Monday, April 29, 2013

Safety in the News! HB 2485 and GAO 13-320.

There's been an increased focus on occupational health and safety in the news lately. I've included links to some interesting articles below.

The first article is from the Tucson Sentinel - it reviews the results of a Government Accountability Office (GAO) Report (GAO 13-320, "WORKPLACE SAFETY AND HEALTH: OSHA Can Better Respond to State-Run Programs Facing Challenges").  The GAO report argues that "States (like Arizona) have difficulty filling vacant inspector positions, obtaining training for inspectors, and retaining qualified inspectors. Recruiting inspectors is difficult due to the shortage of qualified candidates, relatively low state salaries, and hiring freezes." The GAO report goes on to state that Arizona has some of the least-experienced safety inspectors in the nation; 55% of current safety inspectors have less than 5 years' experience, according to the data gathered for the GAO report. The article quotes Arizona Department of Occupational Safety and Health (ADOSH) acting director of consultation services, Jessie Atencio, as questioning the accuracy of the data gathered for Arizona.

The second article is from the Verde Independent - it discusses new legislation recently passed by the House allowing businesses a level of secrecy for internal health and safety program reviews/audits. This legislation (HB 2485) states that audits consist of the following:

"12-2322.  Audit report; contents
A.  Except for an item described in section 12-2326, an audit report shall include each document and communication that is created for an audit to evaluate compliance with a health or safety law or an industry standard of excellence with respect to safety, reliability or training.
B.  An audit report may include the following:
1.  A report prepared by an auditor, consultant, monitor or other Similar person, which may include:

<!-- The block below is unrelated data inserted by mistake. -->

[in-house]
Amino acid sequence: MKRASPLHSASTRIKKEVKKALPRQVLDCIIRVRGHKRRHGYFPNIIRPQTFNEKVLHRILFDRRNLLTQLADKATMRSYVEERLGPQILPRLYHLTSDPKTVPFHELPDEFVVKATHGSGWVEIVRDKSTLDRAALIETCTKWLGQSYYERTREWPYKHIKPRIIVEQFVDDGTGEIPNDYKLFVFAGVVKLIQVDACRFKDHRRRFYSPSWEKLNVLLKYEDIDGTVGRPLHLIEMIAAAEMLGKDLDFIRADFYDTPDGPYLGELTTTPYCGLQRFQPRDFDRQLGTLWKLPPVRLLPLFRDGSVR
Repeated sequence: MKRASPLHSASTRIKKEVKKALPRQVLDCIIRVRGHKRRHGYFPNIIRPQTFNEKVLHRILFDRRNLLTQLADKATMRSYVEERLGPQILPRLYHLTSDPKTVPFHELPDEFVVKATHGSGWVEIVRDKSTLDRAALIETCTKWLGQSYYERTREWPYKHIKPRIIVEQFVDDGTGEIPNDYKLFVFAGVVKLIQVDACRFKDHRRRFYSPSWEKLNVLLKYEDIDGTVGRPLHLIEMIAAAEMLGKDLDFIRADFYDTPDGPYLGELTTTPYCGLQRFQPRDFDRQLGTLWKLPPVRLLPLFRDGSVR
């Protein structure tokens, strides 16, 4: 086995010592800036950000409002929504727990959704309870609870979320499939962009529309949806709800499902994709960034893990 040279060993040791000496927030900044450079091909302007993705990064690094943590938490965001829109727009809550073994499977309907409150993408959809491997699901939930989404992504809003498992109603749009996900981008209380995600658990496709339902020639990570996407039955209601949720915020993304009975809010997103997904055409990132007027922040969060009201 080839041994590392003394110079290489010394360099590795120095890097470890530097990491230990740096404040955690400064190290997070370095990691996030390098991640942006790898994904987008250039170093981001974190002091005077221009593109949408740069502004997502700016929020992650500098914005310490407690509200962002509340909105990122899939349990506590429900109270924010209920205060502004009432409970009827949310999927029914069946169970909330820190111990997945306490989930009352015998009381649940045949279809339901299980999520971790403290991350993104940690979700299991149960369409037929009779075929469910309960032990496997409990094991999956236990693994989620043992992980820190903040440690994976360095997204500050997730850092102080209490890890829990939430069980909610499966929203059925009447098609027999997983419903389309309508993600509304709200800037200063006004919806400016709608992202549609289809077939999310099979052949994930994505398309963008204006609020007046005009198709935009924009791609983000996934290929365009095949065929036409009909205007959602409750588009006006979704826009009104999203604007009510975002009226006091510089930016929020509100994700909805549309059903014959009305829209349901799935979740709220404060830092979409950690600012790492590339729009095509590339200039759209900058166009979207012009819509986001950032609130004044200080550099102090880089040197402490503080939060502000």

(a)  A description of the scope of the audit.
(b)  The information gained in the audit and findings, conclusions and recommendations.
(c)  Exhibits and appendices.
2.  Memoranda and documents that analyze all or a portion of the materials described by subsection c, paragraph 1 of this section or that discuss implementation issues.
3.  An implementation plan or tracking system to correct past Noncompliance, improve current compliance or prevent future noncompliance.
4.  An evaluation, assessment or accreditation of an organization's facilities, operations or training programs relative to that industry's standards of excellence in safety, reliability or training.
C.  The types of exhibits and appendices that may be contained in an Audit report include supporting information that is collected or developed for the primary purpose of and gathered in the course of a health or safety audit, including:
1.  Interviews with current or former employees.
2.  Field notes and records of observations.
3.  Findings, opinions, suggestions, conclusions, guidance, notes, Drafts and memoranda.
4.  Legal analyses.
5.  Drawings.
6.  Photographs.
7.  Laboratory analyses and other analytical data.
8.  Computer generated or electronically recorded information.
9.  Maps, charts, graphs and surveys.
10.  Other communications associated with a health or safety audit."

The Sierra Club opposes this bill. The Arizona House Democrats also oppose this bill, with representatives stating that it "threatens the health and safety of all Arizonans."

The Industrious Hygienist will be researching and tracking HB 2485, and will keep you updated. It's been sent to Governor Brewer for approval or veto.

Tuesday, April 23, 2013